“New Deal for Artists” – A good one at that [MOVIE REVIEW]
On the 40th anniversary of its original broadcast on German television and PBS, “New Deal for Artists,” written and directed by Wieland Schulz-Keil. is being rereleased in a new digitally remastered version. Studs Terkel himself, in classic finger-wagging mode, opens this Orson Welles-narrated film exhorting the viewer to absorb the information presented. You will be blown away by the sights, sounds, and information. Education was never this fun.
With the stock market crash in October 1929 and the perfect storm of massive unemployment, the catastrophe known as the dust bowl, and the resultant upheaval of the agricultural infrastructure, prosperity was definitely not around the corner. Herbert Hoover, the man without the common touch lost to Franklin D. Roosevelt in a landslide. Ironically it was Roosevelt, born with a silver spoon in his mouth, who devised a plan to help Americans hit hardest with a program called the Works Projects Administration (WPA). As part of what he called his New Deal, the WPA was designed to get the unemployed working. His theory, backed by his economic advisors, was that people would prefer to work rather than subsist on government handouts. Thus was born the public works projects to improve the infrastructure of the country. These projects included building new schools, hospitals, bridges, and roads. The goal was to reduce unemployment in all sectors of the economy.
Rexford Tugwell, an economist who was part of Roosevelt’s brain trust, helped devise programs to try to rescue farmers and laborers. He also felt that there needed to be a testament of what was happening in the rural areas and sent photographers to document the conditions. This was a veritable life line for the photographers he hired. Most were unknown at the time but their photos would become part of American history. Among them were unknowns Dorothea Lange, Ben Shahn (before his fame as a graphic artist) and Arthur Rothstein, who later became the lead photographer for Look magazine.
Realizing that artists were among the most severely hit by unemployment and poverty, an outgrowth of the WPA called Federal Project Number One was started to support and employ artists, musicians, actors, and writers.
Guidebooks to every state were created by writers employed by the WPA. Among those hired by the WPA were Richard Wright and Nelson Algren. A group of writers was even sent to the South to collect oral histories from the few former slaves who were still living, something that remains an invaluable source even today.
Visual artists supported by Project Number One yield some surprising names: Jackson Pollack, Mark Rothko, and Willem de Kooning. Without this support they may have had to abandon their dreams and we’d have been much poorer for it.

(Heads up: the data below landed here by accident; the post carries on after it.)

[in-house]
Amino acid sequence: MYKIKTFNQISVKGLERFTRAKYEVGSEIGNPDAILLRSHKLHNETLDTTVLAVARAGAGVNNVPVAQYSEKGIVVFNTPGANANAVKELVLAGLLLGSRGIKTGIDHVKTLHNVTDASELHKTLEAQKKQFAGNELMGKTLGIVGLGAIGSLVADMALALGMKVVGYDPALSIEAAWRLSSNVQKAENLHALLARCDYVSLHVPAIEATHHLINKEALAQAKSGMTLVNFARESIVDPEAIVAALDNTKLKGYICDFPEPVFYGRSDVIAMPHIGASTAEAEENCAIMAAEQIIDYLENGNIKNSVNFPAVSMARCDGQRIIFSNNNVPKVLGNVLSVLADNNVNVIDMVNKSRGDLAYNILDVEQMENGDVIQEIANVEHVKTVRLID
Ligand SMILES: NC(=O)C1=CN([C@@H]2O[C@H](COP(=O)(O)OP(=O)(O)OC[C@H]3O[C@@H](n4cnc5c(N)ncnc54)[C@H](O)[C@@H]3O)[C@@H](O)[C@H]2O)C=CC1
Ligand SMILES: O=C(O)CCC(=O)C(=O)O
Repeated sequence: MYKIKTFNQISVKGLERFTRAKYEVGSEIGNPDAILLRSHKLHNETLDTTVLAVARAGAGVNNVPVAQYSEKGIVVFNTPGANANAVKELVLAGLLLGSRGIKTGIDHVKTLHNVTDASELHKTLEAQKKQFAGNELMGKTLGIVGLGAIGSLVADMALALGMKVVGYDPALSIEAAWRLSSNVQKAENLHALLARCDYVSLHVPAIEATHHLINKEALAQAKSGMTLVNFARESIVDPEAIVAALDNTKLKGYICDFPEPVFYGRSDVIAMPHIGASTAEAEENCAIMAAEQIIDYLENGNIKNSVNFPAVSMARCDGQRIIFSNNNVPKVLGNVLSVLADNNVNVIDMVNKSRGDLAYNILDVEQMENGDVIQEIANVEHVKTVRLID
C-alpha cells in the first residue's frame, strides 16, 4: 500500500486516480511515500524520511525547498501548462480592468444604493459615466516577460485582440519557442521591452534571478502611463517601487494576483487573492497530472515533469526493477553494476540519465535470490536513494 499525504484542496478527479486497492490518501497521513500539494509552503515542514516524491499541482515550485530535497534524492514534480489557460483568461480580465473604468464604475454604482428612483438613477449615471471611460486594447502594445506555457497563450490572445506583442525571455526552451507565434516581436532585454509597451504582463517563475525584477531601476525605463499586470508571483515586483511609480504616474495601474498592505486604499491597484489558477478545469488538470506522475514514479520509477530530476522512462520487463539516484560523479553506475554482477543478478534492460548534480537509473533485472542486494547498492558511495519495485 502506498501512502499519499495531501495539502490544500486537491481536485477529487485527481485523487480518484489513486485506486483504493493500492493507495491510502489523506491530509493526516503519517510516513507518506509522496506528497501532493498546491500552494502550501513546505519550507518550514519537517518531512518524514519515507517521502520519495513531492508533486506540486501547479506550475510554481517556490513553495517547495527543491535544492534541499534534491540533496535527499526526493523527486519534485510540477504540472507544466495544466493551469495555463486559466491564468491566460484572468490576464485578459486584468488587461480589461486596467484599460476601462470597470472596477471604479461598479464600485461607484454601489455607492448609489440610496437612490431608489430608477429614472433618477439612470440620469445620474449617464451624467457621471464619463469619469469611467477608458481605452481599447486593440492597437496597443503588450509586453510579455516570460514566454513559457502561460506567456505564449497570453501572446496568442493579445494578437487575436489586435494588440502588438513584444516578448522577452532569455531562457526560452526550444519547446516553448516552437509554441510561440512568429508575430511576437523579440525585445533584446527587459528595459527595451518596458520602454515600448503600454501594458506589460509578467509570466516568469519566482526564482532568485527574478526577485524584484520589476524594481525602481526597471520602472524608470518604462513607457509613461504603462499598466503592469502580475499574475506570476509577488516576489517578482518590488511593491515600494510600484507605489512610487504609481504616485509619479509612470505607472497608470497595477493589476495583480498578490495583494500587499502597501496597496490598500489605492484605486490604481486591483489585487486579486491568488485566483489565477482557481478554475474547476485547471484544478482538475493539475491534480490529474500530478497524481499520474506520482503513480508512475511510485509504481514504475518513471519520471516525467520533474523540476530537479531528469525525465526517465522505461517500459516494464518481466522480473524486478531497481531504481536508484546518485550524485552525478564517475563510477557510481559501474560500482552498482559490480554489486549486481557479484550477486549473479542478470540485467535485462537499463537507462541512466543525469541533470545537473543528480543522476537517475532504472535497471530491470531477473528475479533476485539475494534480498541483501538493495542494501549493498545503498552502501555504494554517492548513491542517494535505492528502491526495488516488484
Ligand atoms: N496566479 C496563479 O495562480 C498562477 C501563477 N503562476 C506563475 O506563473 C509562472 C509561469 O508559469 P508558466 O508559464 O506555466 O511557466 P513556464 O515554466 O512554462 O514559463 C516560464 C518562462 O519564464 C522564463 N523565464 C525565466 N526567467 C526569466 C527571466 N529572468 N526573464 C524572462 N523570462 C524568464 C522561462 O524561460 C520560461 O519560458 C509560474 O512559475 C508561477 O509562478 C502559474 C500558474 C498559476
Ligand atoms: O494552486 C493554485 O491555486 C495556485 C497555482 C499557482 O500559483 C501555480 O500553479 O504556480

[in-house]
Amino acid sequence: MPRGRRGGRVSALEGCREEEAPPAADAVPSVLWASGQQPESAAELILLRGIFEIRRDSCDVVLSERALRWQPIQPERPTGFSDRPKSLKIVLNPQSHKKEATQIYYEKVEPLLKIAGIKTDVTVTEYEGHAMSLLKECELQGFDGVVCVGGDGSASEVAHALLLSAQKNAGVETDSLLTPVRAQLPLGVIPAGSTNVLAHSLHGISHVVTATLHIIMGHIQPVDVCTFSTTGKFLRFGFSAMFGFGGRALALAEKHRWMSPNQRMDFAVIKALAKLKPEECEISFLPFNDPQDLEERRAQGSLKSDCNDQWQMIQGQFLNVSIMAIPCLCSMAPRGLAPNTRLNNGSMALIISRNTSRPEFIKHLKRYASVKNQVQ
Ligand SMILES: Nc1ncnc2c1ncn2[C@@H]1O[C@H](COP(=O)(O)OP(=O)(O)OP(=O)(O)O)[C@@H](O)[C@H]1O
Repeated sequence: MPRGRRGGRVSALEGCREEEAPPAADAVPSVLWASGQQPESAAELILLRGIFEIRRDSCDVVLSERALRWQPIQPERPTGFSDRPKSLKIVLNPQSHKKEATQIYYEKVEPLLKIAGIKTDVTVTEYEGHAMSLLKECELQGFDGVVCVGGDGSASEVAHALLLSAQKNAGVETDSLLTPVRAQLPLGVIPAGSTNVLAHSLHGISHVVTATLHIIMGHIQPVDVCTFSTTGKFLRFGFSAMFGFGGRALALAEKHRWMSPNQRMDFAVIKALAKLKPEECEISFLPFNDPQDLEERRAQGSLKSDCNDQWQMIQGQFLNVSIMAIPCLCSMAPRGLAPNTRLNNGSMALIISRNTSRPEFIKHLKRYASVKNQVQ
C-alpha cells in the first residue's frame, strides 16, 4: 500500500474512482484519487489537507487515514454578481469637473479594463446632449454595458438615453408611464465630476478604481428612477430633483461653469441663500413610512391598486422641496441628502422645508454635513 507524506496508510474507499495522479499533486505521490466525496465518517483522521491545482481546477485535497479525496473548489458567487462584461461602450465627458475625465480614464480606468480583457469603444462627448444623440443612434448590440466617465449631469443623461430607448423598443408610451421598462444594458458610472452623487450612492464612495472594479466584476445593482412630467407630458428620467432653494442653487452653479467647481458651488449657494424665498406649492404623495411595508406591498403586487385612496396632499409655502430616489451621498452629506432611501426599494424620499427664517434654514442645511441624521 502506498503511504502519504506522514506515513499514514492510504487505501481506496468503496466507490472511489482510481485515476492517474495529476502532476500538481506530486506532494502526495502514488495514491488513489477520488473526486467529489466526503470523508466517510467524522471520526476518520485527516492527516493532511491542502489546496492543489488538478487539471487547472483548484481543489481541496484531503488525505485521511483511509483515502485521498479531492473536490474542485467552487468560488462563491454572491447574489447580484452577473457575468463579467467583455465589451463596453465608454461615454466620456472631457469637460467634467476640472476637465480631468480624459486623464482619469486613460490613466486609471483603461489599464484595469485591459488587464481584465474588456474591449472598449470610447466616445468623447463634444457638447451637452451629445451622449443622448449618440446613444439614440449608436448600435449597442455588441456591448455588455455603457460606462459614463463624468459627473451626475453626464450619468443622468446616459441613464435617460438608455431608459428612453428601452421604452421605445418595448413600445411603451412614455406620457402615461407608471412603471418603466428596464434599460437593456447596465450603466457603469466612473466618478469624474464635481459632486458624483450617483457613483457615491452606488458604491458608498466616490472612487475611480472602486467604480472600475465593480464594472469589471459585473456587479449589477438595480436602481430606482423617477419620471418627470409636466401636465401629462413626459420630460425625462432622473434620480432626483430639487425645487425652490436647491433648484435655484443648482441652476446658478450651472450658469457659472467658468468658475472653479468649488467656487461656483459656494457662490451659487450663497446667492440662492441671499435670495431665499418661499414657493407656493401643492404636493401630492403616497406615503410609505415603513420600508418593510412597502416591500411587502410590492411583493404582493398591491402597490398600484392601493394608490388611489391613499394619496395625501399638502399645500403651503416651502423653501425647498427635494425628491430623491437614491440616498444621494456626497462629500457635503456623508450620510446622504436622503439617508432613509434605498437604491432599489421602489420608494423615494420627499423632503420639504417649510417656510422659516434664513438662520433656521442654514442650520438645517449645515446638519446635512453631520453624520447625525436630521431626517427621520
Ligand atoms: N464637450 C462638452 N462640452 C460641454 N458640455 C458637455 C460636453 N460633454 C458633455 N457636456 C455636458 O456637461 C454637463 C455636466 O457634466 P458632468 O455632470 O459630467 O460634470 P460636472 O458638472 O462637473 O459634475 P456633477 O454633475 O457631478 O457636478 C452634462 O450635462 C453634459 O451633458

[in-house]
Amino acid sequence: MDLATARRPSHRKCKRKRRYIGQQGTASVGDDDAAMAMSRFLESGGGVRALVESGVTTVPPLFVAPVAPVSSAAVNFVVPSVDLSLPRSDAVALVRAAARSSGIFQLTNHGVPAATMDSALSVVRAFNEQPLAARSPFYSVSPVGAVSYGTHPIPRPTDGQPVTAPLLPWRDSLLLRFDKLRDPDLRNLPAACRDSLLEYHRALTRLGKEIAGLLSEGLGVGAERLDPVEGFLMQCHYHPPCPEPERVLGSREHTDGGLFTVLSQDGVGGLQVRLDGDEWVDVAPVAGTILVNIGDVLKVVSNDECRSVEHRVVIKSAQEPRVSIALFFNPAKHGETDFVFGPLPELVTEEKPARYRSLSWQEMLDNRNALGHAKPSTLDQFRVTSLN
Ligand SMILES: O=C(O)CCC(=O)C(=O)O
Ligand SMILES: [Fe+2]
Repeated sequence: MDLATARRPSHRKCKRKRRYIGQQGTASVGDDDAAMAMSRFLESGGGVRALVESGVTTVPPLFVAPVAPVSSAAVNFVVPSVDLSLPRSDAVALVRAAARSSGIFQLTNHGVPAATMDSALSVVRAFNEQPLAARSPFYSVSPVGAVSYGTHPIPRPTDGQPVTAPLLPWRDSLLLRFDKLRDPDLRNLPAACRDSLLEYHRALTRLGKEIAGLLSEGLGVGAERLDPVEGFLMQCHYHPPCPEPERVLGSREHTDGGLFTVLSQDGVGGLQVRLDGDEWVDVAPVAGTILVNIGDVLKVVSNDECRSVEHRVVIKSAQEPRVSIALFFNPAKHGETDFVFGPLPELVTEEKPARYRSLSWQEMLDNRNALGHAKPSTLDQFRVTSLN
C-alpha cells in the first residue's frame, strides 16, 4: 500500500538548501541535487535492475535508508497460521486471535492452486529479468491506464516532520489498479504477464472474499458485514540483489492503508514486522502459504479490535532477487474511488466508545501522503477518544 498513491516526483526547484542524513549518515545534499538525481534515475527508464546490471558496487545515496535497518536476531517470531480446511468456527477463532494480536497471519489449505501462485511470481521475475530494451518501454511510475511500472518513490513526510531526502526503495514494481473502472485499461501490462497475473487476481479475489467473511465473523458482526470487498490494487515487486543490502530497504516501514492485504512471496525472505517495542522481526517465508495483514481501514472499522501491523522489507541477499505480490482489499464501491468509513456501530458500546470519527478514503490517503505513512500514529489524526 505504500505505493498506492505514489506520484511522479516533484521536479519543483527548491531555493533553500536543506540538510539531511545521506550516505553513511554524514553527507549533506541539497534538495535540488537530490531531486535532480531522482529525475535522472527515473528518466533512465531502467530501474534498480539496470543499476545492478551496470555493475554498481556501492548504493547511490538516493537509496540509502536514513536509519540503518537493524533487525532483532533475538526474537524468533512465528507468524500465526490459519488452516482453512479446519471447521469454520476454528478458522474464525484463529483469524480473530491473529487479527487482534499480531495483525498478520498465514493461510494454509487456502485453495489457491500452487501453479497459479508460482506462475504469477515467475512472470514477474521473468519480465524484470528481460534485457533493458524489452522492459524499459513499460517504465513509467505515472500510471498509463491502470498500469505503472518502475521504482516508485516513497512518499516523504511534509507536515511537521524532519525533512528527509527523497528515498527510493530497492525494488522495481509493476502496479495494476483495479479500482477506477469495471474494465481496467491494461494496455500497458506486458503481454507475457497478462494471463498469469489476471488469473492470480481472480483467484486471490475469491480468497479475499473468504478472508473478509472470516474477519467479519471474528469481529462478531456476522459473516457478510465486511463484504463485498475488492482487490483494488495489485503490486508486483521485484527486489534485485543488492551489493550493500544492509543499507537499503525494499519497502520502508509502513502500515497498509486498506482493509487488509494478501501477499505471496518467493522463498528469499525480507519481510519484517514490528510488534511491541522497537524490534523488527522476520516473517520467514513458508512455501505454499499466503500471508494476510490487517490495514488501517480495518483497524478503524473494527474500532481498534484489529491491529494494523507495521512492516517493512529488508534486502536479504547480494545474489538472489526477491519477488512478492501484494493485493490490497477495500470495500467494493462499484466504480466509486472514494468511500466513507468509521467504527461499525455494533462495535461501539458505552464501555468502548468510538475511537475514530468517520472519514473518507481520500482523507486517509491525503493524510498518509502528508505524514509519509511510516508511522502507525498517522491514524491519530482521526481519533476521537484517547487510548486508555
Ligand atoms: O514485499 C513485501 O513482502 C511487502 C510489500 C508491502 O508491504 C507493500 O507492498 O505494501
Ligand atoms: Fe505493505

And then there was theater, one of the most balanced programs started under Project One. Although still a land of very unequal opportunity, the Federal Theatre Project was headed by a woman and included an African American theatre under its umbrella. Plays were written and put on stage. John Houseman produced a number of them and hired a 19 year old Orson Welles to direct. This program was particularly revolutionary in its effort to avoid some of the vestiges of prejudice by producing one of the first color-blind casts on stage. A highlight of this film is the participation of Houseman who speaks of what the theatre project was trying to accomplish.
But the more things change, the more they remain the same. Republicans, smarting from their political losses, trained their sights on these programs decrying the Communist leanings in the writing, art, and especially theater programs. Congressman Martin Dies Jr. from Texas made hay with anything that looked pink and he found plenty. To be honest, the left-leaning artists, of which there were more rather than less, did themselves and the program no favors. From his investigations into Federal Project One sprang the House Un-American Activities Committee and the pressure was great enough that the Roosevelt administration had to abandon much of the WPA, primarily the arts programs, in order to salvage other projects.
“A New Deal for Artists” is an important history that must not be lost. It is, in its own way, a tribute to Tugwell, alive at the time this film was made, who recognized the need to document life at the time and the efforts to make it better. Thanks to him we can experience these revolutionary programs that set up music and theatre projects that supported African American musicians and actors, alongside everyone else. Recognizing the benefit of the arts in everyone’s lives, troupes were sent out in mobile theater caravans across the country performing Shakespeare as well as puppet shows for children. Norman Lloyd, recently deceased, was one of those actors.
I thought I knew a lot about the WPA and the artists it supported. I was aware of the mural program for artists. Some of those murals can still be seen today in post offices throughout the country. But “A New Deal for Artists” had me from the get-go when it opened on Studs Terkel, a personal hero, discussing the importance of keeping this history alive. Terkel, an oral historian, was a stalwart at WFMT, an arts-oriented radio station in Chicago, and got his start in the aforementioned writers’ project. At our house, when his radio program came on the air all else came to a stop. It was on his show that I learned to love folk music and jazz. It was through his books Division Street and Working that my views on social justice were shaped. As far as I’m concerned, any film that starts with Studs and ends with Studs is aces.
Opening May 21 via Virtual Cinema.
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